Fact: penguins are not festive. Don’t be fooled every time you see one stuffed into a garish Christmas jumper on the front of your greeting cards, and join me and my national campaign in returning them to the sender with a ‘must do better’ message attached. Some species live in areas as tropical as the Galapagos Islands, whilst none, whatsoever, live in the northern hemisphere, supposedly the headquarters of Father Christmas’ operations. Every time we see the ludicrous line up of one fuzzy friend between the big man himself and a polar bear part of my zoological soul dies, and it’s something I’ll stand for no longer.
However, one exception I’ll gladly take this year is the return of Penguin Cafe Orchestra in the form of a reissue of their final studio album, Union Cafe. The warmth PCO exude through their avant-garde folk-jazz crossovers and bright, expansive arrangements is certainly welcome at such a cold time of year. Whilst their uplifting melodies have helped advertisers flog train journeys, cars and energy amongst other things, isn’t advertising what this time of year is all about *shudder*?
Overshadowing both of these points, however, is the 20th anniversary of the passing of founding member Simon Jeffes. “Union Cafe marked a move towards a definitive English pastoral sound combined with larger string arrangements set against longer solo piano pieces” said Simon’s son, Arthur Jeffes. “With this last album they got even closer to the PCO idea of squaring the circle of intellectually challenging modern music that is still actually beautiful.”
It’d be fruitless to tell you just what a great album Union Cafe is. As with any critically-acclaimed reissue, the questions one has to ask themselves is what influence the album holds over more contemporary music, how the album has matured and developed over the years and why its timely to rerelease today. Union Cafe, and PCO more broadly, have commendably spread their influence amongst many artists today. Mammal Hands and GoGo Penguin both echo tracks such as ‘Silver Star of Bologna’ in their dynamism and powerful melodies, whilst ‘Vega’ conveys an endearing similarity to Masabumi Kikuchi’s ‘Little Aby’, in which Simon Jeffes almost endearingly rediscovers the joys of the piano through the most elemental two-note motif and spaced improvisations. ‘Lie Back and Think of England’ features rich string arrangements that A Winged Victory For The Sullen would be proud to call theirs, whilst ‘Thorn Tree Wind’ features Eno-esque minimalist productions. But you don’t need to look any further than Arthur Jeffes, who has lovingly continued his father’s legacy as Penguin Cafe, and testaments don’t come much stronger than that.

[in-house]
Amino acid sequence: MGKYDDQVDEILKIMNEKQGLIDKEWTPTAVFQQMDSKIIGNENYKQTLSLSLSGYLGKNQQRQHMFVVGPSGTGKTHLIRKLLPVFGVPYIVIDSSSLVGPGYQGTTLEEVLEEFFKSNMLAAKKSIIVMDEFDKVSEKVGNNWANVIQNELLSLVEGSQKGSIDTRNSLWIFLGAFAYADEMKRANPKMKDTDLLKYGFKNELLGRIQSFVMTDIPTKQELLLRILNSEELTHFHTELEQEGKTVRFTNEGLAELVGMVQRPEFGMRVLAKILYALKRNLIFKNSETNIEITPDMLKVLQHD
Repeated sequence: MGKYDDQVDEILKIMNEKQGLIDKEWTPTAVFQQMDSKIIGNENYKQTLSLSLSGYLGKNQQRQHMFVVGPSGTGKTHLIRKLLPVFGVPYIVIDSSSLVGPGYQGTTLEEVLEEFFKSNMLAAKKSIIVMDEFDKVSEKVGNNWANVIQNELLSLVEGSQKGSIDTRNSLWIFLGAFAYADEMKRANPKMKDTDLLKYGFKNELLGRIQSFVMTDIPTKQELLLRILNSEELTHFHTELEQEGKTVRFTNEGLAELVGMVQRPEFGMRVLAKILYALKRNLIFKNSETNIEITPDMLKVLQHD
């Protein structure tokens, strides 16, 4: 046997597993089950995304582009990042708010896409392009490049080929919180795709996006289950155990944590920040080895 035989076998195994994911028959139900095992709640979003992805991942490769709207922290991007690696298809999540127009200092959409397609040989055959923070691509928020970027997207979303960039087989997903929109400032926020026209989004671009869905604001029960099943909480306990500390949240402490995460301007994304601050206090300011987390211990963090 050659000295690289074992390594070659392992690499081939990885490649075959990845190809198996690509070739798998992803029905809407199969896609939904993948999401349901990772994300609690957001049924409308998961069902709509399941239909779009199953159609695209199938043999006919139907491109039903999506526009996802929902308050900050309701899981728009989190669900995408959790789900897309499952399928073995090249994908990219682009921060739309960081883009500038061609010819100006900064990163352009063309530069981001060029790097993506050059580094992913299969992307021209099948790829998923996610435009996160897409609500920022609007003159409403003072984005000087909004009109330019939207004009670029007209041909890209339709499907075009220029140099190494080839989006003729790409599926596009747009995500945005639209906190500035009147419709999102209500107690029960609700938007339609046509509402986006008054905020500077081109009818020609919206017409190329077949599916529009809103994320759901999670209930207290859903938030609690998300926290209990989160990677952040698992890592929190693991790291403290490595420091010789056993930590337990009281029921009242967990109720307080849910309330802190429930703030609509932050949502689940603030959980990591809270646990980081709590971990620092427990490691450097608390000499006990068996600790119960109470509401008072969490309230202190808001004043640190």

Jeffes’ dystopian vision which formed the backbone of PCO remains as relevant as ever. In 1972 he suffered an unfortunate (for him, fortunate for fans) experience with food poisoning, which led to a vivid dream regarding a charming place of solace, harmony and the orchestra’s unique music came to life amidst brutal concrete structures and darkness. Jeffes bought this vision to life for the next 25 years, with the final offering comprising Union Cafe. Without becoming a typical negative nelly, doesn’t darkness and brutal concrete sound familiar at the end of 2017? PCO have once again offered their hand in escapism, and instantly transported us to gleeful, happier pastures in opener ‘Scherzo & Trio’. You can’t possibly stay unhappy amidst such twee and tinkering harmonies. Combine this with the growing trend of neoclassical orchestrations moving into both the mainstream and club culture (Kiasmos, Christian Löffler), Union Cafe is a reminder that they were extremely early pioneers, and kudos to that.
As ‘Passing Through’ pulls the albums curtains down with a zany, progressive piece centered around water dripping from a sink, you’re left with a wry smile spreading across your face. Even if you reject all of the above, which, of course, one thing you cannot argue with is Union Cafe’s value for money. 75 minutes is a remarkably long running time when you consider that each and every song is unique in its composition, instrumentation and style. It’s an expansive, multidimensional feat that the modern day sadly rarely emulates, but when one group can claim so many more, it’s hard to think of many more triumphant legacies than the one Penguin Cafe Orchestra has left. Dominic Edge